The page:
Chef and restaurateur David Chang, owner of the Momofuku restaurant group, appeared at SXSW Saturday for a panel about the future of technology and dining. The pairing of topic and panelist was a touch ironic due to Chang’s uneasy relationship with technology.
“Everything tastes the same and the Internet made it so,” Chang said very early in the conversation, setting the tone for the hour-long chat. Chang wasn’t being a grumpy old (37 year-old man), but he obviously has strong feelings about the way instant communication has affected dining and chefs.
A chef needs to struggle to find inspiration and dream up new dishes and concepts. The instant information of the Internet has killed that dreaming process and struggle, Chang said, and it has also meant chefs have less room to make mistakes and work through trial-and-error.
“The only way you (expletive) up is if you don’t (expletive) up,” Chang said of taking chances as a chef and restaurant owner. “We are successful because we make the best mistakes.”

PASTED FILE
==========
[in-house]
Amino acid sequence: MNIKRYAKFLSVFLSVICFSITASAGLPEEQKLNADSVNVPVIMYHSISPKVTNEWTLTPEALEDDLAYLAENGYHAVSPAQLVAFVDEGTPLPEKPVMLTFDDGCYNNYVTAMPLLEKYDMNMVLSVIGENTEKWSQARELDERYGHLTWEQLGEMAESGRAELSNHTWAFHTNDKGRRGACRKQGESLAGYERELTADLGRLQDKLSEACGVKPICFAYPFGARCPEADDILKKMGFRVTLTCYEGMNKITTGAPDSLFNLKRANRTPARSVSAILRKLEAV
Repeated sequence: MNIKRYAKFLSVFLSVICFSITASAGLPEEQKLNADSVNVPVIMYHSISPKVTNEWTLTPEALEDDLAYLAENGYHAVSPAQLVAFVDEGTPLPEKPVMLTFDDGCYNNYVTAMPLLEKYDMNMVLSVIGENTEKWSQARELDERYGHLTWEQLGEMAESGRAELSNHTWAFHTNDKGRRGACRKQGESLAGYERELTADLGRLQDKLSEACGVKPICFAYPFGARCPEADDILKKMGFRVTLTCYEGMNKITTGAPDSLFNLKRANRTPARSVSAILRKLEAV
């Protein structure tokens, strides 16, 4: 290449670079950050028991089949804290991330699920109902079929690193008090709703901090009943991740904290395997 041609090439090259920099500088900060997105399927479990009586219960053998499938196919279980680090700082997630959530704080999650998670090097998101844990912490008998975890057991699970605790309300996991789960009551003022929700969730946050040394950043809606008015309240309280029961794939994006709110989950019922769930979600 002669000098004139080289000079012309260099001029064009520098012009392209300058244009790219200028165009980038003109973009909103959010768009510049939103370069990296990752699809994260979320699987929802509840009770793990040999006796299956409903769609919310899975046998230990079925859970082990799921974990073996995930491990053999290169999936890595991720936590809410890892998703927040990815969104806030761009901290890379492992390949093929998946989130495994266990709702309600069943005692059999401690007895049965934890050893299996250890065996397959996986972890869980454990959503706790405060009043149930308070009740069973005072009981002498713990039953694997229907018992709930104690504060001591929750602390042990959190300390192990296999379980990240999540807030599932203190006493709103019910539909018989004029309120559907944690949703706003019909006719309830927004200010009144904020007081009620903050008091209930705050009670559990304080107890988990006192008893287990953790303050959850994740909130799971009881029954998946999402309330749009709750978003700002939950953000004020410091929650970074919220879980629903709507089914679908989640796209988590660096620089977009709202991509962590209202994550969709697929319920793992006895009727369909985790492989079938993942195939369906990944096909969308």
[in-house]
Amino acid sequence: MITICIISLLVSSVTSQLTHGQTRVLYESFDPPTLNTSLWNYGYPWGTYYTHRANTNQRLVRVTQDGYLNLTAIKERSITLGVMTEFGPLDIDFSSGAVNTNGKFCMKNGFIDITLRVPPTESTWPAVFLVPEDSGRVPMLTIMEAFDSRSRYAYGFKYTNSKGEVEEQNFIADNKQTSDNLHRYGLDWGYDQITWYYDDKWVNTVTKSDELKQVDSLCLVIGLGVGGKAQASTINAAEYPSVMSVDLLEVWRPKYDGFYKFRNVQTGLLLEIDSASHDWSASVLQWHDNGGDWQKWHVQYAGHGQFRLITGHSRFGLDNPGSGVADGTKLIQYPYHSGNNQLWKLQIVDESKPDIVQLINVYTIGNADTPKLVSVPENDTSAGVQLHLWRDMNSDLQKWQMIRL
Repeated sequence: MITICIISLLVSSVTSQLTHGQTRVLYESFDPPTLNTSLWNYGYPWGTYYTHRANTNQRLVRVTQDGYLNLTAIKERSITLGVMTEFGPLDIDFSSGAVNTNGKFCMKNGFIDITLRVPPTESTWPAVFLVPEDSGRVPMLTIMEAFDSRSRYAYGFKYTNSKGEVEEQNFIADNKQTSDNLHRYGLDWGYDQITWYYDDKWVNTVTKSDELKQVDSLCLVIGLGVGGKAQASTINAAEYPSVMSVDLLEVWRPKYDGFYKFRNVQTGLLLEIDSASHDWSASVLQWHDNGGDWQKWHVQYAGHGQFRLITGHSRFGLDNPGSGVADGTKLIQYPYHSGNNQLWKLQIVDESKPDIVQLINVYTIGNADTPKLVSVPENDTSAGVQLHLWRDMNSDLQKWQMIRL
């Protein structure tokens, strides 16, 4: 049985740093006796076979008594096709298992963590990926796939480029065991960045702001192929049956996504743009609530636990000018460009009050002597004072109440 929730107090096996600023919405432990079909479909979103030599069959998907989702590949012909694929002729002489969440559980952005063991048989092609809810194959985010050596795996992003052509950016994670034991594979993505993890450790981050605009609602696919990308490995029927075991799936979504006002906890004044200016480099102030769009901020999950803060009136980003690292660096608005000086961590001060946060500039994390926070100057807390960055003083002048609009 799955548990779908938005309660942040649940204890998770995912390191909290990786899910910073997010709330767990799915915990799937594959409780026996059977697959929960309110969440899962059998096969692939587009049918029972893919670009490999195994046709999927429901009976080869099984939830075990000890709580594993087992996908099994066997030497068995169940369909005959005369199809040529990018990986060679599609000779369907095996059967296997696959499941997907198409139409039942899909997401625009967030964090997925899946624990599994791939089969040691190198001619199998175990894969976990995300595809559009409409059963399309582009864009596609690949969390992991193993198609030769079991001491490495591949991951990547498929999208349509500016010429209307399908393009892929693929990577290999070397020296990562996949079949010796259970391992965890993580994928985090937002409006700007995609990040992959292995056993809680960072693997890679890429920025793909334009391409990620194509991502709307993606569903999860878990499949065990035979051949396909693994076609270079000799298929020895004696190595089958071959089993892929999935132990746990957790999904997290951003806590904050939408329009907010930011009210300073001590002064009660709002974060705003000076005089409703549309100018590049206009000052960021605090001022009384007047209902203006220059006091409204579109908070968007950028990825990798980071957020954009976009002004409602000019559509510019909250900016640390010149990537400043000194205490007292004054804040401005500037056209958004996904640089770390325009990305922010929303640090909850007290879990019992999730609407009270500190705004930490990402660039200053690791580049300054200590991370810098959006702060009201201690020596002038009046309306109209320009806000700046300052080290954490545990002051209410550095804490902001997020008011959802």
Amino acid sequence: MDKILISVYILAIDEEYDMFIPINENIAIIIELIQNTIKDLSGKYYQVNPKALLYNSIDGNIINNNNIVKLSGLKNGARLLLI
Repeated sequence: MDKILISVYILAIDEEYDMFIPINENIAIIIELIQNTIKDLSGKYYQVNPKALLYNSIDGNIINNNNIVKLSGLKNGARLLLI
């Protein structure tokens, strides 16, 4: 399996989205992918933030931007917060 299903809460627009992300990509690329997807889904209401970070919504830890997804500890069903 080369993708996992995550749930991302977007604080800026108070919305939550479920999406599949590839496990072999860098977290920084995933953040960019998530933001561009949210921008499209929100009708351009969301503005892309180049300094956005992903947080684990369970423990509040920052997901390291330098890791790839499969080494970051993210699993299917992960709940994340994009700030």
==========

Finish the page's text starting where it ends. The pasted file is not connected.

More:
Chang talked about the expansion of his Momofuku brand, which also includes publishing the excellent food magazine “Lucky Peach,” and said that he didn’t get into the business to get rich. “I got into this business to cook.”
The Korean-American chef bemoaned the low wages of restaurant workers and the high price of doing business, noting that wages have not gone up since he started working in restaurants 15 years ago. Chang said he wishes his cooks could make $30-$40 an hour and be paid like union jobs. His love and respect for his team came up repeatedly during the spirited chat in which he said his main goals as a chef and restaurant owner are affordability, greatness and being a good custodian of resources.
“I want to make great food that is accessible,” Chang said. Along those lines, Chang rolled out his latets concept, Fuku, which will be centered around a spicy fried chicken sandwich. Despite being the owner of two Michelin stars, Chang said he is a “normavore,” someone who likes to eat normal food.
“If you don’t like Waffle House, I don’t like you,” he said with a mixture of humor and seriousness.
Matt Buchanan, editor of The Awl, did a good job routing the conversation back to tech throughout the hour, with Chang’s main point about tech and dining centering on the need to collect customer data in order to enhance the customer’s dining experience. For example: If a regular customer always likes to drink a certain bottle of wine, Chang wants to have that info loaded, so the restaurant can open that expensive bottle of wine six hours before the customer arrives, maximizing the quality of the wine drinking experience.